In the example above, the first value (“vasil”) will fail to be resolved against a matching user object and thus will be skipped. Make sure to provide a set of valid UPNs or GUIDs. If importing from a CSV file, make sure to pass an array of string values, not the full imported object. Lastly, here’s a sample of the script’s output:

I specifically opted to use the “each AU membership on a new line” format, as opposed to the more “condensed” “one line per user” format, as it quickly allows you to filter the resulting CSV file not just on the user(s), but it also allows you to quickly list all members of a given AU, or even pinpoint users that are not a member of any AU. In any case, feel free to adjust the output as you see fit.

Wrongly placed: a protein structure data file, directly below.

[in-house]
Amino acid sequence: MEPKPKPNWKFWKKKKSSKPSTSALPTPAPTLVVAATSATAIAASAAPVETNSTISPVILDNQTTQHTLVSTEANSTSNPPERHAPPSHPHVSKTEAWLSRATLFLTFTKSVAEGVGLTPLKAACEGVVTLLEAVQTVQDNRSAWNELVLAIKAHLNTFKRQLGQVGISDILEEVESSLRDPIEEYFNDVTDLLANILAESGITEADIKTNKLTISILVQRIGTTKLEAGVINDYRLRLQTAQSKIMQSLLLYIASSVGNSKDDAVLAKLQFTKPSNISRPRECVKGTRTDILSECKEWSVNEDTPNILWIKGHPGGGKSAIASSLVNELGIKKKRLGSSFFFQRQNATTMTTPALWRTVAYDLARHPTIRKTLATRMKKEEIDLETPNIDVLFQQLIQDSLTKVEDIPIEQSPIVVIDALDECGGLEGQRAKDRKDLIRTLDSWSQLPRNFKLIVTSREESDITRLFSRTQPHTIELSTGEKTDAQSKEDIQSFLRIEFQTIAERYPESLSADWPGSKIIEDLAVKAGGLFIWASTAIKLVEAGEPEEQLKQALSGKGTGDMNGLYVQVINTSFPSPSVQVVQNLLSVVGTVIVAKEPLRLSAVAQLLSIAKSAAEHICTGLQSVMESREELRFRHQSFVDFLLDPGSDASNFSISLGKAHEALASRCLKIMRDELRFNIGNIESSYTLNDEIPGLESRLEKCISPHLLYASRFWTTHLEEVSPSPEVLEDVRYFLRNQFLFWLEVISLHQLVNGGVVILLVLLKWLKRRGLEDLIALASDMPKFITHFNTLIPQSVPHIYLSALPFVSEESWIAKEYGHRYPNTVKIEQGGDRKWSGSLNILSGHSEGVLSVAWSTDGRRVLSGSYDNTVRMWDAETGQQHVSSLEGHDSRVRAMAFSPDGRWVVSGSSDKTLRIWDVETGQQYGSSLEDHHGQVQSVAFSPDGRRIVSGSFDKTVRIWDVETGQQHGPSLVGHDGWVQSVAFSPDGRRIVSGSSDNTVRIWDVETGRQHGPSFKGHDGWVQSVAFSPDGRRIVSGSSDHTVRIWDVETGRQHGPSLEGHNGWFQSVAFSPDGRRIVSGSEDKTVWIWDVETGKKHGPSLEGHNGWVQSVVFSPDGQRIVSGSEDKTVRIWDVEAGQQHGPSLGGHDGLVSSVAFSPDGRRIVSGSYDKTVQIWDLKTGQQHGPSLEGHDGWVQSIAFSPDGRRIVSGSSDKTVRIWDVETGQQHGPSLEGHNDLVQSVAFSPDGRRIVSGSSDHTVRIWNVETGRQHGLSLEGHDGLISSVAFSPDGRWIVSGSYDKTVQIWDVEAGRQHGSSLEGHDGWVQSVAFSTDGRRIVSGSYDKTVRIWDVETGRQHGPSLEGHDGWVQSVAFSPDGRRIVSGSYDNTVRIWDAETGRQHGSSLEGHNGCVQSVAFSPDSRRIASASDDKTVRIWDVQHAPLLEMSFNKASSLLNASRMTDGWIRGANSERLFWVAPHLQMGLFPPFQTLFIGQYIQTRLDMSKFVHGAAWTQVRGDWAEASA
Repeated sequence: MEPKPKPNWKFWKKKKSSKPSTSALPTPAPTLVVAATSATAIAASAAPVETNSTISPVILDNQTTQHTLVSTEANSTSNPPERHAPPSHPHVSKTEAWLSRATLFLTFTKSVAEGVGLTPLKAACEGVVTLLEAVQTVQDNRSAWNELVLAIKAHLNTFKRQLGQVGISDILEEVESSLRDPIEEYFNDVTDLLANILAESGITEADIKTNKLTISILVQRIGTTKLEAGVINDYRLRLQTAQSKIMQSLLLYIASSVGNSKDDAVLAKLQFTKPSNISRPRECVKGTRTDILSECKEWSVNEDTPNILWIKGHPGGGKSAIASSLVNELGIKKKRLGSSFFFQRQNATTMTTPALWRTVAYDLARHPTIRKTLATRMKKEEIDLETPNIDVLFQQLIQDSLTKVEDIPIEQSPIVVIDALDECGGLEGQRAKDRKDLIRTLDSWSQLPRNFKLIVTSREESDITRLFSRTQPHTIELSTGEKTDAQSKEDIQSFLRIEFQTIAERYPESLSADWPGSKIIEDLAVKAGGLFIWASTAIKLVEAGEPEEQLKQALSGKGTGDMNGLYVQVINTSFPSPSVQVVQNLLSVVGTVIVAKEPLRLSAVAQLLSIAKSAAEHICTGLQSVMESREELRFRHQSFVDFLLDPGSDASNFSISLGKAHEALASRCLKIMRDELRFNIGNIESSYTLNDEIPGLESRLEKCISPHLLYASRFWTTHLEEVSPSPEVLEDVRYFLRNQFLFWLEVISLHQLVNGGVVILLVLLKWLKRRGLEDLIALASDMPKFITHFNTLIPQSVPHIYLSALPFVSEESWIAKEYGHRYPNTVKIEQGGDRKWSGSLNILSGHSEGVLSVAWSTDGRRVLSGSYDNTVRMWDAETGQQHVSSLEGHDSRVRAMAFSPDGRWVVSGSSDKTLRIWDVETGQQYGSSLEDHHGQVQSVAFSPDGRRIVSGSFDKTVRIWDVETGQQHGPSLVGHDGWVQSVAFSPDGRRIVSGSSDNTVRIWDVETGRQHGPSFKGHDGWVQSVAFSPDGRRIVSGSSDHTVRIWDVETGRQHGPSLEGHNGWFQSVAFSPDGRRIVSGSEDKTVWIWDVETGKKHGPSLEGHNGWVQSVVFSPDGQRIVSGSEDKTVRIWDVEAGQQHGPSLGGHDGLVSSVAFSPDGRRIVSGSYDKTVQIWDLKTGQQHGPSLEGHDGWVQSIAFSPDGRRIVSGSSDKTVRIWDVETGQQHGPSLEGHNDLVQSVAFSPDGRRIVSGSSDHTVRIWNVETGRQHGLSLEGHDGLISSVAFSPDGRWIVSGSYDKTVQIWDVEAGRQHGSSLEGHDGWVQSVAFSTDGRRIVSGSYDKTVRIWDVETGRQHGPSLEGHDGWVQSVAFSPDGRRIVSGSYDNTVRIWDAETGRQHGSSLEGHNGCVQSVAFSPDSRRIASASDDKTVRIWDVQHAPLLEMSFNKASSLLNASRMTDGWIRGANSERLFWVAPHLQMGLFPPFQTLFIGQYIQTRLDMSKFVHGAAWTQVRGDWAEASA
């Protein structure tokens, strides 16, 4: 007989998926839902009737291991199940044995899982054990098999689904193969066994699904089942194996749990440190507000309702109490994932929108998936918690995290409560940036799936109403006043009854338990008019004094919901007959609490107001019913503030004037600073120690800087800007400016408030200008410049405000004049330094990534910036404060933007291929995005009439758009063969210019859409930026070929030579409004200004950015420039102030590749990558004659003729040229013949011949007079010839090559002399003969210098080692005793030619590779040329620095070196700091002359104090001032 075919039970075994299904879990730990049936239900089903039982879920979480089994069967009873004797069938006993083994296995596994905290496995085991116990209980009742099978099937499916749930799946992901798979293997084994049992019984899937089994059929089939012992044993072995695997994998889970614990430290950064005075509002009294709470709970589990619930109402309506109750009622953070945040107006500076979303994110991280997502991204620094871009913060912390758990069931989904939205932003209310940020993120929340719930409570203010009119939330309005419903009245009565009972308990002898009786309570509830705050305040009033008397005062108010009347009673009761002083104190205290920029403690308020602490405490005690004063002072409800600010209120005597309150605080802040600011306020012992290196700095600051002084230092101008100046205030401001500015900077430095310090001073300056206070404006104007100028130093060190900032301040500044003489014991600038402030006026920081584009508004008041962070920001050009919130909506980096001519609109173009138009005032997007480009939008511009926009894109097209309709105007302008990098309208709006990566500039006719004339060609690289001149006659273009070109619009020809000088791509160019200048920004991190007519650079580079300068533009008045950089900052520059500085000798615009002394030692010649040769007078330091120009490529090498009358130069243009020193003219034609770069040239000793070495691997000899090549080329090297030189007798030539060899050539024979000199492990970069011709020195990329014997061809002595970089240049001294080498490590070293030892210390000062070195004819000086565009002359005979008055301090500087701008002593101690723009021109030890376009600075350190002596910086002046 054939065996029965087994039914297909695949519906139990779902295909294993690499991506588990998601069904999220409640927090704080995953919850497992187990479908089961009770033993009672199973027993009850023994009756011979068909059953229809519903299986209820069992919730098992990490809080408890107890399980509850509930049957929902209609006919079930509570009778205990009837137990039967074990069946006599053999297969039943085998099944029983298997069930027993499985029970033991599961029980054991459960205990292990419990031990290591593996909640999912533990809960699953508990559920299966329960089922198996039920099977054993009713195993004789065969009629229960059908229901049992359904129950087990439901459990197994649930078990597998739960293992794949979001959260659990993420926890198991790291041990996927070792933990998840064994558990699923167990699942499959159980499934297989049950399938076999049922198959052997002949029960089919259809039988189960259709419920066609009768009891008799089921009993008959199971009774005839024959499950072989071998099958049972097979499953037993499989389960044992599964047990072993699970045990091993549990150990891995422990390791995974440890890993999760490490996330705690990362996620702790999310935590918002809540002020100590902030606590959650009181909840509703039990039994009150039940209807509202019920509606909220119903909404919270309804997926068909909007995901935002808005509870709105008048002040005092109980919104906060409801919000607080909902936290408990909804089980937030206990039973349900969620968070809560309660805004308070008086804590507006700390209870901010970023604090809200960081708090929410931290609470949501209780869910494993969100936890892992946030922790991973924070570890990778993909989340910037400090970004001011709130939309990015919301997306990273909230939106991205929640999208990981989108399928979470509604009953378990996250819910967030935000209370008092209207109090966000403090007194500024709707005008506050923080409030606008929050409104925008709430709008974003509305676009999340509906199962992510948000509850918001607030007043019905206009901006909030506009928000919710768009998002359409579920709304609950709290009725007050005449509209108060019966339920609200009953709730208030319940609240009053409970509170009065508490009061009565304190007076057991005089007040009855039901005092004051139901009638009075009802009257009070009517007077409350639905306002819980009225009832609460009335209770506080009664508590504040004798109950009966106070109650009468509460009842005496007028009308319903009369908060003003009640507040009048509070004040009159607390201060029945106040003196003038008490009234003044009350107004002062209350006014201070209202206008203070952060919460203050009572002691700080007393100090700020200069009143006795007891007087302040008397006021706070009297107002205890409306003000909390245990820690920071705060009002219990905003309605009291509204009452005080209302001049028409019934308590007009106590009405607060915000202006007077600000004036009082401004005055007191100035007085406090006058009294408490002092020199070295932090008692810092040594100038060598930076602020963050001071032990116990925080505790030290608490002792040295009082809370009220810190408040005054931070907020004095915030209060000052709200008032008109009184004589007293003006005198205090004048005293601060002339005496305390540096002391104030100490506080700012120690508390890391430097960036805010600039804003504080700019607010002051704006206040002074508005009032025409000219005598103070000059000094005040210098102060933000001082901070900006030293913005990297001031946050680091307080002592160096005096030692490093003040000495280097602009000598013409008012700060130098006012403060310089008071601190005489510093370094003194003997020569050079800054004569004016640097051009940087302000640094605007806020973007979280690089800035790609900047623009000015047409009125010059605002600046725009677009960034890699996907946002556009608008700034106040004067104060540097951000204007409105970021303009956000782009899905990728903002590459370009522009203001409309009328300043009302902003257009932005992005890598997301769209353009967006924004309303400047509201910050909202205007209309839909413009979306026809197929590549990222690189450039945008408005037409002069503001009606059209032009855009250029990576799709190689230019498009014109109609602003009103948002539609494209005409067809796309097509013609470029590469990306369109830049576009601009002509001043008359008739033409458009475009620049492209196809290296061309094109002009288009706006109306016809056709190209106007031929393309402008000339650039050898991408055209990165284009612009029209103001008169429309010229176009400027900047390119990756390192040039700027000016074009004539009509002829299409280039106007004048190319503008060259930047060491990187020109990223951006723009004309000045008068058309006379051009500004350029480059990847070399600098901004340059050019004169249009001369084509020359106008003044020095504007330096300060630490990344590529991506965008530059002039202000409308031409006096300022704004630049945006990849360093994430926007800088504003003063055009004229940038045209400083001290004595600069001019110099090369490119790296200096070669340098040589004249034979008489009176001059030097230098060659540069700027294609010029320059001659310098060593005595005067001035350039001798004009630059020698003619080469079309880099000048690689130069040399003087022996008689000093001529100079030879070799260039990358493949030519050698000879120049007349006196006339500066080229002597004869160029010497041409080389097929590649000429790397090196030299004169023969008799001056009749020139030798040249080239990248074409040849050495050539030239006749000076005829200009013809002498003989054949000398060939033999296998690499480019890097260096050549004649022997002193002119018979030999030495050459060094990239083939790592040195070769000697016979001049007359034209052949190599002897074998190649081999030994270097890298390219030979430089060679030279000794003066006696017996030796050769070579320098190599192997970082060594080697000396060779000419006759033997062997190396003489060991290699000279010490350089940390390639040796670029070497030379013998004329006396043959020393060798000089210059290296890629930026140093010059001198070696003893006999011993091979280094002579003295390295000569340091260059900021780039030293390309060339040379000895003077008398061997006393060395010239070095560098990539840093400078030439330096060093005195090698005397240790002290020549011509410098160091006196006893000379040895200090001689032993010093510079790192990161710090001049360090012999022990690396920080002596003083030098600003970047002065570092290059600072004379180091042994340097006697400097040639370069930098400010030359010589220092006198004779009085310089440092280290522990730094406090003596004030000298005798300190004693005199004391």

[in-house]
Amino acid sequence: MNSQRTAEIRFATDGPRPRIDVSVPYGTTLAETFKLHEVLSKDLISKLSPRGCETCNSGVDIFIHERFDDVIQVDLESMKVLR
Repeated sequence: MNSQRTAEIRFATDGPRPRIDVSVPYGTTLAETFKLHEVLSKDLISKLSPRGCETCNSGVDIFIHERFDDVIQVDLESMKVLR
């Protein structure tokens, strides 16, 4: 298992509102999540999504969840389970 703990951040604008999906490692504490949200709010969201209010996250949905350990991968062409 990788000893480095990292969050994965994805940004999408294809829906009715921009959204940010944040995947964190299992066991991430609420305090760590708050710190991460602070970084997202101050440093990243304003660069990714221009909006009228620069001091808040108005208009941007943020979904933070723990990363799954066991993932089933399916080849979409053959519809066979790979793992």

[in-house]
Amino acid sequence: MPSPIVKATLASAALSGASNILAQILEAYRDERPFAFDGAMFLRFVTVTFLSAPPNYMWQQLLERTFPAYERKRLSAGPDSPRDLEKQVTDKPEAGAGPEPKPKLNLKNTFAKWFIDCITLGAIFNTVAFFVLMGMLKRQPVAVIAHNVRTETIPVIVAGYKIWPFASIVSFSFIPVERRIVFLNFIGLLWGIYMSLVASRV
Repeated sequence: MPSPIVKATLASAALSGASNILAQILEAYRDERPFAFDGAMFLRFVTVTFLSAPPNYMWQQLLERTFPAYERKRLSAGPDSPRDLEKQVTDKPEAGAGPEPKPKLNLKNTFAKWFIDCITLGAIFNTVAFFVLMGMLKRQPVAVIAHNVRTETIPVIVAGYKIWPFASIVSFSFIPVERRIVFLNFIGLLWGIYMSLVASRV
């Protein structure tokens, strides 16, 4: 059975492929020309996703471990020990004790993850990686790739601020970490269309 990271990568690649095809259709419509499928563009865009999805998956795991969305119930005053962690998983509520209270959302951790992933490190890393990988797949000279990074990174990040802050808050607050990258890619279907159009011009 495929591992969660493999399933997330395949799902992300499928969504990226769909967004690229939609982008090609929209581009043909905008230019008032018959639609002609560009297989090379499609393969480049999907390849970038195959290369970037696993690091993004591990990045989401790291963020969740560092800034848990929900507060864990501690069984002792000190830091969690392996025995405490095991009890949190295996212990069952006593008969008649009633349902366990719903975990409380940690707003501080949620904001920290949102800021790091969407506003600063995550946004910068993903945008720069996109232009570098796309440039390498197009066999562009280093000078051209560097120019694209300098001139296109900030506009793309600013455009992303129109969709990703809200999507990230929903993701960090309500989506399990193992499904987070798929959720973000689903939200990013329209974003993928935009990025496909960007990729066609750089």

As usual, let me know if you run into any issues or have questions about the chosen method to generate AU membership. Remember that this is just a quick proof of concept script which lacks the touch and polish needed for a full blown production-ready solution! Especially when it comes to handling authentication. Proper error handling is another example of where the script should be improved. And, once Microsoft releases support for “nesting” AUs, you might consider replacing the /memberOf query with a /transitiveMemberOf one 🙂

This entry was posted in Azure AD, Exchange Online, Graph API, Microsoft 365, Office 365, PowerShell. Bookmark the permalink.